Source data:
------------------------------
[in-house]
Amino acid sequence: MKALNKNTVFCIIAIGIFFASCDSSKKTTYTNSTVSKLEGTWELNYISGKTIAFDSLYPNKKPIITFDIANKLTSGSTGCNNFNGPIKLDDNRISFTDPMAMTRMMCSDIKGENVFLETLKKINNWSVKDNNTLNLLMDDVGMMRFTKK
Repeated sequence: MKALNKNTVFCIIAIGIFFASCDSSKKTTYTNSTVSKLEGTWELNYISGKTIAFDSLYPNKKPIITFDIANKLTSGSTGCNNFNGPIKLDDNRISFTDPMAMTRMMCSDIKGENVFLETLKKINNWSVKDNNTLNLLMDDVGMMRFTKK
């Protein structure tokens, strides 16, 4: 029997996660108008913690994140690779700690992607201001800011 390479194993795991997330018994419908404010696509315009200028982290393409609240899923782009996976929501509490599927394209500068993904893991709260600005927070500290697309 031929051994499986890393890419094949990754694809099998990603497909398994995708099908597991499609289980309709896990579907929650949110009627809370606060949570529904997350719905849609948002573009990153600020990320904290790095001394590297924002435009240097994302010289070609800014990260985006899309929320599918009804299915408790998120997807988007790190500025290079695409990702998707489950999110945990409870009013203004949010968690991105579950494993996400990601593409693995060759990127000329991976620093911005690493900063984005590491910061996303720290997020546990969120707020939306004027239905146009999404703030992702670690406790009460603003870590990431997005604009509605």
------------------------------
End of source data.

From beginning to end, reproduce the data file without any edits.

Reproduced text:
[in-house]
Amino acid sequence: MKALNKNTVFCIIAIGIFFASCDSSKKTTYTNSTVSKLEGTWELNYISGKTIAFDSLYPNKKPIITFDIANKLTSGSTGCNNFNGPIKLDDNRISFTDPMAMTRMMCSDIKGENVFLETLKKINNWSVKDNNTLNLLMDDVGMMRFTKK
Repeated sequence: MKALNKNTVFCIIAIGIFFASCDSSKKTTYTNSTVSKLEGTWELNYISGKTIAFDSLYPNKKPIITFDIANKLTSGSTGCNNFNGPIKLDDNRISFTDPMAMTRMMCSDIKGENVFLETLKKINNWSVKDNNTLNLLMDDVGMMRFTKK
């Protein structure tokens, strides 16, 4: 029997996660108008913690994140690779700690992607201001800011 390479194993795991997330018994419908404010696509315009200028982290393409609240899923782009996976929501509490599927394209500068993904893991709260600005927070500290697309 031929051994499986890393890419094949990754694809099998990603497909398994995708099908597991499609289980309709896990579907929650949110009627809370606060949570529904997350719905849609948002573009990153600020990320904290790095001394590297924002435009240097994302010289070609800014990260985006899309929320599918009804299915408790998120997807988007790190500025290079695409990702998707489950999110945990409870009013203004949010968690991105579950494993996400990601593409693995060759990127000329991976620093911005690493900063984005590491910061996303720290997020546990969120707020939306004027239905146009999404703030992702670690406790009460603003870590990431997005604009509605």